As we climbed, I racked my brain in a desperate attempt to remember where Dad had his office. I didn’t remember its exact location, but I vaguely remembered that it had something to do with a joke…
Then we reached the top. We pushed through the final door. To our left was a crumbling elevator, and to our right stood a door that read “Roof Access.”
“Here we are,” Barry panted. “Should we go up to the roof?”
I sighed. “I guess.” But I would’ve liked to find Daddy’s office.
It took the combined strength of me and Barry to push open the roof access door. When the door swung open, a memory came back to me. Daddy had painted the words “Roof Access” on his door to deter tenants who had come with complaints.
“This doesn’t look like a, you know, roof,” Barry commented.
“No, it does not.”
The roof had caved into the office. A large chunk of debris had cracked the ornate wooden desk in half. I remembered playing around the legs of this desk when I was three. Maybe now, thirteen years later, I could find something valuable to sell.
A yellowing piece of paper on the desk caught my eye. Fallen debris had pinned it to the desk. I grabbed it and pulled it out. The ink had faded, but I could still make out the date on the top of the paper. It was the date of the bombing.
Dear Val, the paper read. You’re four years old now–an exciting year! Congratulations!
I know that the world around you seems confusing. Everybody looks sad. People whisper and panic. You can see fear glistening in their eyes. They’re all scared of things that haven’t happened yet.
They’re scared because they don’t have hope.
Don’t be like them, Val. As you grow up, always remember that you can find ho–
Large ink splotches covered the rest of the paper. The bombing had happened while he wrote this.
“Um…Val?” Barry asked. “Are you, you know, okay?”
I’d never given much thought to hope. Hope seemed a bit useless at times. It never put food on the table, and it wouldn’t heal Mommy’s sickness.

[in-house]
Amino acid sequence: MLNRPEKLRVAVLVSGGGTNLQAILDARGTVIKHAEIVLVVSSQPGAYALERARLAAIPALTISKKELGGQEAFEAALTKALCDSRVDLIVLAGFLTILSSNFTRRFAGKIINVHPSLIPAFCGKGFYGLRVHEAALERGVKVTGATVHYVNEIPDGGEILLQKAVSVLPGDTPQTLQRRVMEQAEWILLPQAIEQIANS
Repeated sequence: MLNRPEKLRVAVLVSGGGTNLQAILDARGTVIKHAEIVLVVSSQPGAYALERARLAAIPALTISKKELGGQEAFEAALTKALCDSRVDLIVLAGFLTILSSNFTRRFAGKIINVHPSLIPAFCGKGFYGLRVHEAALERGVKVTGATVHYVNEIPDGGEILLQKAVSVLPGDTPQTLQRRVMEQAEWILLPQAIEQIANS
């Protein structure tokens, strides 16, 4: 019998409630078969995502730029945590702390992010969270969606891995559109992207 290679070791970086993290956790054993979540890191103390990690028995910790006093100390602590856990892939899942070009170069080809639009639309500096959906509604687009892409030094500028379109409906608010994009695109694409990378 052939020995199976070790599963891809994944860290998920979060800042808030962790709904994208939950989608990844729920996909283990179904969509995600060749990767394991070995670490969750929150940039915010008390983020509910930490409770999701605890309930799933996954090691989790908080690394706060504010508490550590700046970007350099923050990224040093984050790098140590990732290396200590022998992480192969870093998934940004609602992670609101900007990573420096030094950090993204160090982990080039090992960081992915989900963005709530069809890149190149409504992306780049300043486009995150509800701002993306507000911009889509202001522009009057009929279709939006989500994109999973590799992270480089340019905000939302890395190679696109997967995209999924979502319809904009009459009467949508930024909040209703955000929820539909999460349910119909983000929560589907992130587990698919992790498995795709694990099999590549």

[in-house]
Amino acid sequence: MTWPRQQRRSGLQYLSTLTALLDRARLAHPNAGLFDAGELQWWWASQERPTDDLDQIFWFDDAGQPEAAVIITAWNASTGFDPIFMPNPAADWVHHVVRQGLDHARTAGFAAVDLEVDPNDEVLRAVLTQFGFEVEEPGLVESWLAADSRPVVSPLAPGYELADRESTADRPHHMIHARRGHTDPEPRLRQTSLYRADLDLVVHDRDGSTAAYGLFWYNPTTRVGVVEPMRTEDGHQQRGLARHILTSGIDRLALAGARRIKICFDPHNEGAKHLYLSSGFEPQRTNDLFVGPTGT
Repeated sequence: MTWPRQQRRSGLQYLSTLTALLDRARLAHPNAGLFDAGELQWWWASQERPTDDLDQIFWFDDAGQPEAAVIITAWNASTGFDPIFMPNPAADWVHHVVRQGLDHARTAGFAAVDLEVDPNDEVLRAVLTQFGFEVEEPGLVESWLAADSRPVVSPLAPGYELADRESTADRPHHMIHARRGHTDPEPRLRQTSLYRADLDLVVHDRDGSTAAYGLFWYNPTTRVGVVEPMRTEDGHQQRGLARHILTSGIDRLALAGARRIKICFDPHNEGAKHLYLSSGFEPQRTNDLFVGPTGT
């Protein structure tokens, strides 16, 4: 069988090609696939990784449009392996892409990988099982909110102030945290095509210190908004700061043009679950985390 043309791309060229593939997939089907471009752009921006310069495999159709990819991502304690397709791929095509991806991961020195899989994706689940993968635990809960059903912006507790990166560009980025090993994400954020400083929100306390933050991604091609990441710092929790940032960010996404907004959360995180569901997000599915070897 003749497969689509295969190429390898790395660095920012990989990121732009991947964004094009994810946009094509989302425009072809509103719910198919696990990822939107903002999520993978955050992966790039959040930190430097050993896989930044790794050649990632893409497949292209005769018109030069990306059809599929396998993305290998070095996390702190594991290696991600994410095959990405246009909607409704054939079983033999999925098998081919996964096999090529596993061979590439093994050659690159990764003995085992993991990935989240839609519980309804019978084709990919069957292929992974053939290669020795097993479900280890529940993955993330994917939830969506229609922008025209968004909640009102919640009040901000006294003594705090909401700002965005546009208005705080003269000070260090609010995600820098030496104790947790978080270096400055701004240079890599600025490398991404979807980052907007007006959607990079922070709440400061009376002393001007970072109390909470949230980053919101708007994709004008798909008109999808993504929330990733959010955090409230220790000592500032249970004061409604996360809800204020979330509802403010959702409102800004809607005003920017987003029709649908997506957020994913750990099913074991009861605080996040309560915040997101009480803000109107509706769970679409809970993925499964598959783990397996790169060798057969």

Then again, maybe I’d spent my life looking at things the wrong way.
The clouds shifted, and a ray of light shone into the office. I looked back at Barry. “Yeah. I’m okay. Better than usual.”
Second Place Winner
Lauren K., Florida
Winner of a $50 Gift Certificate
Never Would Have Guessed
I will never know what drew me to the flyer tacked carelessly on the bulletin board in my town’s library. It would make sense if it had been the neon pink letters or the enormous some of money the winner would receive. The contest sounded relatively simple: in the new apartment complex off Main Street there is a door to the roof. Find it, and the prize is yours.
Third Place Winner
Molly R., Virginia
Winner of two novels/journals
I walk through the greasy glass doors that mark the end of my work day. I use my shirt sleeve to avoid getting the germs on my hands. When you work in a fast food restaurant, you try to avoid touching anything you don’t have to. I walk on the sidewalk, and start heading to my apartment building. When I reach my apartment building there is a sparkling clean fire truck parked outside. It’s from out of town because our fire trucks are rusty and have indents and marks. My curiosity gets the best of me and I approach a young firefighter.
“Excuse me sir? What are you guys doing on this side of town?”